For circular footings: sc = 1.3, sq=1, sγ=0.6
For rectangular footing of length L and width B: (iii) Skemptons method (C-soil)
Skempton  (1951)  has  showed  that  the  bearing capacity  factors Nc in  Terzaghi's equation  tends  to  increase with depth for a cohesive soil.
For (Df/B)≤2.5,(where Df is the depth of footing and B is the base width)
(Nc) for rectangular footing For (Df/B)>2.5, Nc for rectangular footing = (Nc) for circular and square footing = The maximum value of Nc is 9.
This analysis is valid for any value of Df/B.
(iv) Meyerhof ’s Method:
- Bearing capacity for a srip footing at any depth.
qu = cNcscdcic + q0Nqsqdqi+ 0.5γBNγsγdγiγ
where s, d and i are shape, depth and inclination factor.
sc,sq,sγ = 1 for strip footing.
Nc,Nq,Nγ depends on the roughness of the footing, depth of the footing and the shape of the footing and the inclination of the loading in addition to the angle of shearing resistance phi. Meyerhof’s bearing capacity factors

EFFECT OF WATER TABLE:
The position of ground water has a significant effect on the bearing capacity of soil. Presence of water table at a depth less than the width of the foundation from the foundation bottom will reduce the bearing capacity of the soil.
The bearing capacity equation incorporating the ground water table correction factors is given below. Rw1 and Rw2 are water table correction factors
The water table correction factors can be obtained from the equations given below.
-When the water table is below the base of foundation at a distance ‘b’ the correction Rw2 is given by the following equation when b=0,Rw2 = 0.5
-When water table further rises above base of foundation, correction factor Rw1  comes in to action, which is given by the following equation. when a=Df , Rw1=0.5 Plate load test is done at site to determine the ultimate bearing capacity of soil and settlement of foundation under the loads for clayey and sandy soils. So, plate load test is helpful for the selection and design the foundation. To calculate safe bearing capacity suitable factor of safety is applied.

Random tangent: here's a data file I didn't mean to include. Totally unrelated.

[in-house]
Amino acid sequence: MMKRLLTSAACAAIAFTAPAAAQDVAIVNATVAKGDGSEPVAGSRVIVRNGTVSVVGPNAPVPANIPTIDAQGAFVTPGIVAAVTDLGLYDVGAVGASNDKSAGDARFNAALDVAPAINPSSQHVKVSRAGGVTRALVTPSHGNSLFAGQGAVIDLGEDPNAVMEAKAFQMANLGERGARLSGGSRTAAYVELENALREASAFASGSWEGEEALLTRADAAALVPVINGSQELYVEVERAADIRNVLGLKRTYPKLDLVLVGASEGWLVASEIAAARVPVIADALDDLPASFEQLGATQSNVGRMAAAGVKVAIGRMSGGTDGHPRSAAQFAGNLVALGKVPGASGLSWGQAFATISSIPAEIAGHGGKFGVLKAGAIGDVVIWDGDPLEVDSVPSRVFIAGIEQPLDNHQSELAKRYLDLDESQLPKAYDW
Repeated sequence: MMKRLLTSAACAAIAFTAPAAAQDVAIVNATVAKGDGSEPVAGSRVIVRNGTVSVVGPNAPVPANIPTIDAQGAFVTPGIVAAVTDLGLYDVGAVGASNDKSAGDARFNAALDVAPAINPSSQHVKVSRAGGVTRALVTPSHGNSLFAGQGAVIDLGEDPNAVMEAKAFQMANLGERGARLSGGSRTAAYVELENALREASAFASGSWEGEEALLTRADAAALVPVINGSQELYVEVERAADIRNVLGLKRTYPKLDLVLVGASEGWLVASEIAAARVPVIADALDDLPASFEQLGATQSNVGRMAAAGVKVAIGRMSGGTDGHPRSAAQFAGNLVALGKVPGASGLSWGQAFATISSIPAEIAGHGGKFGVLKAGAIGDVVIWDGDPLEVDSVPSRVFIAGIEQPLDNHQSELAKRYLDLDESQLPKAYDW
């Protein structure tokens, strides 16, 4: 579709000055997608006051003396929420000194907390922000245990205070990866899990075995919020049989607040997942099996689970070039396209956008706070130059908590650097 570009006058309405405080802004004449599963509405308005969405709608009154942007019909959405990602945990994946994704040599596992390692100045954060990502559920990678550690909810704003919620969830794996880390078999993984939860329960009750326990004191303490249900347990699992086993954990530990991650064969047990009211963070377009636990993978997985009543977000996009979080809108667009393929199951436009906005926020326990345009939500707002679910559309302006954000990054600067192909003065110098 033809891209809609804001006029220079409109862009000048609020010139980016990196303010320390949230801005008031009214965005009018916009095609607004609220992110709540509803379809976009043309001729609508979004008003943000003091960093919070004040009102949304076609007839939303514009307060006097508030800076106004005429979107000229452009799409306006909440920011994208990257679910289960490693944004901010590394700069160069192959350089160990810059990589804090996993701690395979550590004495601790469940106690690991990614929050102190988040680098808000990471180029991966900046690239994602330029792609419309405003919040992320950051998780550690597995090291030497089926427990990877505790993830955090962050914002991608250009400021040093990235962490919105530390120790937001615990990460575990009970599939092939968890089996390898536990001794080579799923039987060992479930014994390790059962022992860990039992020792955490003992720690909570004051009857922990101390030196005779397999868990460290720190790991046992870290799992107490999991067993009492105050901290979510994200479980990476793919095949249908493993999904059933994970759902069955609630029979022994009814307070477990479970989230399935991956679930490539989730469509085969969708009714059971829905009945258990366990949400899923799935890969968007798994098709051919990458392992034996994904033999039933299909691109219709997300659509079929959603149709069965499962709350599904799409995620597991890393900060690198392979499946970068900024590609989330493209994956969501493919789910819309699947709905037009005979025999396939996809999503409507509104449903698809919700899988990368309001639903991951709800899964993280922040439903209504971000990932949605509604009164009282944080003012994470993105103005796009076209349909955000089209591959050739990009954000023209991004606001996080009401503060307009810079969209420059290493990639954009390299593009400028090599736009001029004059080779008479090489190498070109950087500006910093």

-Bearing Capacity Calculation for Clayey Soils
Ultimate bearing capacity = ultimate load for plate
quf = qup
-Bearing Capacity Calculation for Sandy Soils
quf/qup = Bf/Bp

Finally, safe bearing capacity = ultimate bearing capacity / factor of safety

The factor of safety ranges from 2 to 3.
-Foundation Settlement Calculation on Clayey Soils
Settlement of foundation (sf) = sp x Bf/Bp

-Foundation Settlement Calculation on Sandy Soils where, quf = Ultimate bearing capacity of foundation
qup = Ultimate bearing capacity of plate
Sf = Settlement of foundations
Sp = Settlement of plate
Bf = Width of foundation
Bp =Width of plate

HOUSEL's APPROACH:
The method suggested by Housel for determining the safe bearing pressure on settlement
consideration is based on the following formula
Q=Apm+Ppn
where Q = load applied on a given plate, Ap = contact area of plate, Pp = perimeter of plate, m = a constant corresponding to the bearing pressure, n = another constant corresponding to perimeter shear.
The equation for a prototype foundation may be written as
Qf=mAf+nPf
where Af = area of the foundation, Pf = perimeter of the foundation.
When Af and Pf are known, the size of the foundation can be determined.

STANDARD PENETRATION TEST:
The standard penetration test is an in-situ test that is coming under the category of penetrometer tests. The standard penetration tests are carried out in borehole. The test will measure the resistance of the soil strata to the penetration undergone. A penetration emphirical correlation is derived between the soil properties and the penetration resistance.

Procedure for Standard Penetration Test:
-The test is conducted in a bore hole by means of a standard split spoon sampler.Once the drilling is done to the desired depth, the drilling tool is removed and the sampler is placed inside the bore hole.
-By means of a drop hammer of 63.5kg mass falling through a height of 750mm at the rate of 30 blows per minute, the sampler is driven into the soil. This is as per IS -2131:1963.
-The number of blows of hammer required to drive a depth  of 150mm is counted. Further it is driven by 150 mm and the blows are counted.
-Similarly, the sampler is once again further driven by 150mm and the number of blows recorded. The number of blows recorded for the first 150mm not taken into consideration.. The number of blows recorded for last two 150mm intervals are added to give the standard penetration number (N). In other words,
N = No. of blows required for 150mm penetration beyond seating drive of 150mm. If the number of blows for 150mm drive exceeds 50, it is taken as refusal and the test is discontinued. The standard penetration number is corrected for dilatancy correction and overburden correction.

Corrections in Standard Penetration Test:
Before the SPT values are used in empirical correlations and in design charts, the field ‘N’ value have to be corrected as per IS 2131 – 1981. The corrections are:
-Dilatancy Correction
-Overburden Pressure Correction
1. Dilatancy Correction
The corrected penetration number,
Nc = 15 + 0.5 (Nr -15)
Where Nr is the recorded value and Nc is the corrected value.
If Nr  less than or equal to 15, then Nc = Nr
2. Overburden Pressure Correction
The corrected value of ‘N’ is
Nc = CnN
Here Cn is the correction factor for the overburden pressure.